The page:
Home News UK NGO: US MOVE ON TRANSFERS CAN SAVE AFGHAN LIVES

UK NGO: US MOVE ON TRANSFERS CAN SAVE AFGHAN LIVES

by jcp

Thursday 10 February 2022

Human Appeal, one of the UK’s fastest growing NGOs, confirmed the US government’s permitting international money transactions related to humanitarian operations in Afghanistan, will facilitate aid efforts to save lives.

The US treasury announced this month it now permits money transactions related to humanitarian operations, including clearing, settlement and transfers, to the war-torn country.

The United Nations says more than half the country’s 39 million people suffer extreme hunger and the economy, is facing collapse. International banks have been wary of Afghanistan and the United Nations and aid groups are struggling to get enough money into the country to fund operations.

“Aid efforts are starved of operational funds when restrictions are imposed on humanitarian money transfers, this latest move will help facilitate larger scale aid efforts urgently needed to save lives in Afghanistan,” commented a Programmes Coordinator for Human Appeal.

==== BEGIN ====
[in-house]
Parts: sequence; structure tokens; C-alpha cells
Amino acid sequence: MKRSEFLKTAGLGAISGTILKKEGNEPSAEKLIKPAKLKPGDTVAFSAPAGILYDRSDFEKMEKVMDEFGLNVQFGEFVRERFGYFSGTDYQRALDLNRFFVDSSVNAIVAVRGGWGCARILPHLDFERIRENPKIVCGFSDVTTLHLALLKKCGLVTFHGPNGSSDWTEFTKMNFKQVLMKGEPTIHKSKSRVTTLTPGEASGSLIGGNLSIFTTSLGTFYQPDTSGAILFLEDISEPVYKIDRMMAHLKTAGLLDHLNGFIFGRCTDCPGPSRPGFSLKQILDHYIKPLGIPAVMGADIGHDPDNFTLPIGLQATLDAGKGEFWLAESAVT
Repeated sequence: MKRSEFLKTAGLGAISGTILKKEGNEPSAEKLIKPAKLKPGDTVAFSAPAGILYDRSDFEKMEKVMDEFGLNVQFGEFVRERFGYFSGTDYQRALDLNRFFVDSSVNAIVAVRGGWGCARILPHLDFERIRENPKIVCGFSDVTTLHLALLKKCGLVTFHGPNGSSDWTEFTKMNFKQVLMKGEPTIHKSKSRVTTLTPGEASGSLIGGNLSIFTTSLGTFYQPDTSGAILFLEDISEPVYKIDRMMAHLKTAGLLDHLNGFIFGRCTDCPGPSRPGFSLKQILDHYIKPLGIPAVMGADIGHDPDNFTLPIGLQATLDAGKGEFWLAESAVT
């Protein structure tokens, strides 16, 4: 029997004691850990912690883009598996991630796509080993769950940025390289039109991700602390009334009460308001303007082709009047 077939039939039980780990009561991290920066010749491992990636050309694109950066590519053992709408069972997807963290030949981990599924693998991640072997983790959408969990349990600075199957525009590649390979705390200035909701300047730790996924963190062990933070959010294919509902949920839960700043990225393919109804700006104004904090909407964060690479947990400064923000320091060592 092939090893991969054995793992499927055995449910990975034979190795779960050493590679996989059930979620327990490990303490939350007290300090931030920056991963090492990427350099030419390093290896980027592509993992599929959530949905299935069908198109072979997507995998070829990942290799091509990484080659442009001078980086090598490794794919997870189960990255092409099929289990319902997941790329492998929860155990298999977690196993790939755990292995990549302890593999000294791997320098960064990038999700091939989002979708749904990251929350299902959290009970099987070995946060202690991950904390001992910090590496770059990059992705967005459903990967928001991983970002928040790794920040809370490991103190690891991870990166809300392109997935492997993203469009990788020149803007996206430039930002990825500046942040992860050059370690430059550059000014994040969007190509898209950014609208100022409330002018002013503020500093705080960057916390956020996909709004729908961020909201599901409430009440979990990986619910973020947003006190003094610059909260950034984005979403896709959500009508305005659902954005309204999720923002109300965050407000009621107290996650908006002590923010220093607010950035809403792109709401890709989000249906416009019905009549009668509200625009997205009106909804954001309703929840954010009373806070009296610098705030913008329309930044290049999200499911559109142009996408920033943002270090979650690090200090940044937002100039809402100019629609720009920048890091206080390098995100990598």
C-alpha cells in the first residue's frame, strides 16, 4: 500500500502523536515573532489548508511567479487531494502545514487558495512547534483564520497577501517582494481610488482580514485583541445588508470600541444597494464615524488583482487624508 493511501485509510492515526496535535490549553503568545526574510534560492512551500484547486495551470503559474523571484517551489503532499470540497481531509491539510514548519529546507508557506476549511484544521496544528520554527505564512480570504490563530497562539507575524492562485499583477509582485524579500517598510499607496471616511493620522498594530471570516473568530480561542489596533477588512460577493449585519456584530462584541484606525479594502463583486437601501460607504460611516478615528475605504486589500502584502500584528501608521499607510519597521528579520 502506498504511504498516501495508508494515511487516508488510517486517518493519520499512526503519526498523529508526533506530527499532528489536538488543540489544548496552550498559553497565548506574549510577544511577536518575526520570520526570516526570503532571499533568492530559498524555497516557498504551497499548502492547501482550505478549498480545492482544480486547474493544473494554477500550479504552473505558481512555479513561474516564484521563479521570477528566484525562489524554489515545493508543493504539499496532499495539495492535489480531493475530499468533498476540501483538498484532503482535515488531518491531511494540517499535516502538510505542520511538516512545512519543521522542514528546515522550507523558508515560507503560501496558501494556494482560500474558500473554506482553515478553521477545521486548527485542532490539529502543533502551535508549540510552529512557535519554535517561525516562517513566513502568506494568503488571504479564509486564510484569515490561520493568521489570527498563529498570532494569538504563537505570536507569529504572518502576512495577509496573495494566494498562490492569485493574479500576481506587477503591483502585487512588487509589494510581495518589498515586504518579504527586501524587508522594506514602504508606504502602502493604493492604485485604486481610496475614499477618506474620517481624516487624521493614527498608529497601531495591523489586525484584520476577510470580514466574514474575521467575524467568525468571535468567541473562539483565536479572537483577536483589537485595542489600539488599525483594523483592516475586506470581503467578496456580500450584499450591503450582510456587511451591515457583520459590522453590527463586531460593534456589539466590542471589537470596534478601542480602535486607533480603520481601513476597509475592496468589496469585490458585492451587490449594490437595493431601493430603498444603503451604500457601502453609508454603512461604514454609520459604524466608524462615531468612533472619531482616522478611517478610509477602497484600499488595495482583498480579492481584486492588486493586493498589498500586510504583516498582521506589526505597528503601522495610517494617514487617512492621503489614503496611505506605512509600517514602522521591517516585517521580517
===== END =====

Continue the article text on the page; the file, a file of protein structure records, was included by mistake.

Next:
Human Appeal, which operates in 25 countries globally in partnership with international institutions such as the Red Crescent and the United Nations, recently succeeded in distributing 640 food parcels and 640 winter kits in Afghanistan’s mountainous Samangan province with another 332 food parcels planned for Wardak province.

Heavy snowfall and freezing temperatures are sweeping across Afghanistan. In a country already facing the worst drought in decades and where 9 million people are at risk of famine, winter can be one hardship too far.

Human Appeal is working with the Afghan Red Crescent to provide 3,276 people from 468 families with winter kits to help them survive the bitter winter weather.

Families who are already facing famine, malnourishment, and sickness have no way to stay warm this winter. It is officially the worst humanitarian crisis in the world, with over 24 million people in need of help, including almost 13 million children.

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